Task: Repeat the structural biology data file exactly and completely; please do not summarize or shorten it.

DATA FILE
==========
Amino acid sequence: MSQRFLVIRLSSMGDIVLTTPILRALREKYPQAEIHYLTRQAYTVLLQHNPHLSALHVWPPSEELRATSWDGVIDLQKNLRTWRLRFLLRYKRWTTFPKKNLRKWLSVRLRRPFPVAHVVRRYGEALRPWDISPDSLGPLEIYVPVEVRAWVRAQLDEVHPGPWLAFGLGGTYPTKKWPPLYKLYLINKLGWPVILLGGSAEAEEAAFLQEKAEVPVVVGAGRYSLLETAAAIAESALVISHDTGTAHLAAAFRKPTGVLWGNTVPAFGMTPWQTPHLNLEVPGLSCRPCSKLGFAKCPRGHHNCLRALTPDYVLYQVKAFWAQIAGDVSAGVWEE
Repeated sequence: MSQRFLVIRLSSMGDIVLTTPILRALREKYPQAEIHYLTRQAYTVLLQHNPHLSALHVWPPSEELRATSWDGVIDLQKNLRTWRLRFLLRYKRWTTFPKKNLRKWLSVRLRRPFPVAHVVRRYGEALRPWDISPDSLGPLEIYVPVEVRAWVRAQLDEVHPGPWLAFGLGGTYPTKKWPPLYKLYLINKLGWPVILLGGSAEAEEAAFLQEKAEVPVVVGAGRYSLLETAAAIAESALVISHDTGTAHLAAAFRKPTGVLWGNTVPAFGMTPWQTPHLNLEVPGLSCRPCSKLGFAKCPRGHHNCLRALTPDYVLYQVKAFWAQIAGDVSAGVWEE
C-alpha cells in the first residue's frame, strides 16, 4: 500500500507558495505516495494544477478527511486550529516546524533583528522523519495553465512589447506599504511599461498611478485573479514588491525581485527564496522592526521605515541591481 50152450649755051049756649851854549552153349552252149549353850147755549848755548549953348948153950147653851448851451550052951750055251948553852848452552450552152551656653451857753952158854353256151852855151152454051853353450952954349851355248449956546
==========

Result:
Amino acid sequence: MSQRFLVIRLSSMGDIVLTTPILRALREKYPQAEIHYLTRQAYTVLLQHNPHLSALHVWPPSEELRATSWDGVIDLQKNLRTWRLRFLLRYKRWTTFPKKNLRKWLSVRLRRPFPVAHVVRRYGEALRPWDISPDSLGPLEIYVPVEVRAWVRAQLDEVHPGPWLAFGLGGTYPTKKWPPLYKLYLINKLGWPVILLGGSAEAEEAAFLQEKAEVPVVVGAGRYSLLETAAAIAESALVISHDTGTAHLAAAFRKPTGVLWGNTVPAFGMTPWQTPHLNLEVPGLSCRPCSKLGFAKCPRGHHNCLRALTPDYVLYQVKAFWAQIAGDVSAGVWEE
Repeated sequence: MSQRFLVIRLSSMGDIVLTTPILRALREKYPQAEIHYLTRQAYTVLLQHNPHLSALHVWPPSEELRATSWDGVIDLQKNLRTWRLRFLLRYKRWTTFPKKNLRKWLSVRLRRPFPVAHVVRRYGEALRPWDISPDSLGPLEIYVPVEVRAWVRAQLDEVHPGPWLAFGLGGTYPTKKWPPLYKLYLINKLGWPVILLGGSAEAEEAAFLQEKAEVPVVVGAGRYSLLETAAAIAESALVISHDTGTAHLAAAFRKPTGVLWGNTVPAFGMTPWQTPHLNLEVPGLSCRPCSKLGFAKCPRGHHNCLRALTPDYVLYQVKAFWAQIAGDVSAGVWEE
C-alpha cells in the first residue's frame, strides 16, 4: 500500500507558495505516495494544477478527511486550529516546524533583528522523519495553465512589447506599504511599461498611478485573479514588491525581485527564496522592526521605515541591481 50152450649755051049756649851854549552153349552252149549353850147755549848755548549953348948153950147653851448851451550052951750055251948553852848452552450552152551656653451857753952158854353256151852855151152454051853353450952954349851355248449956546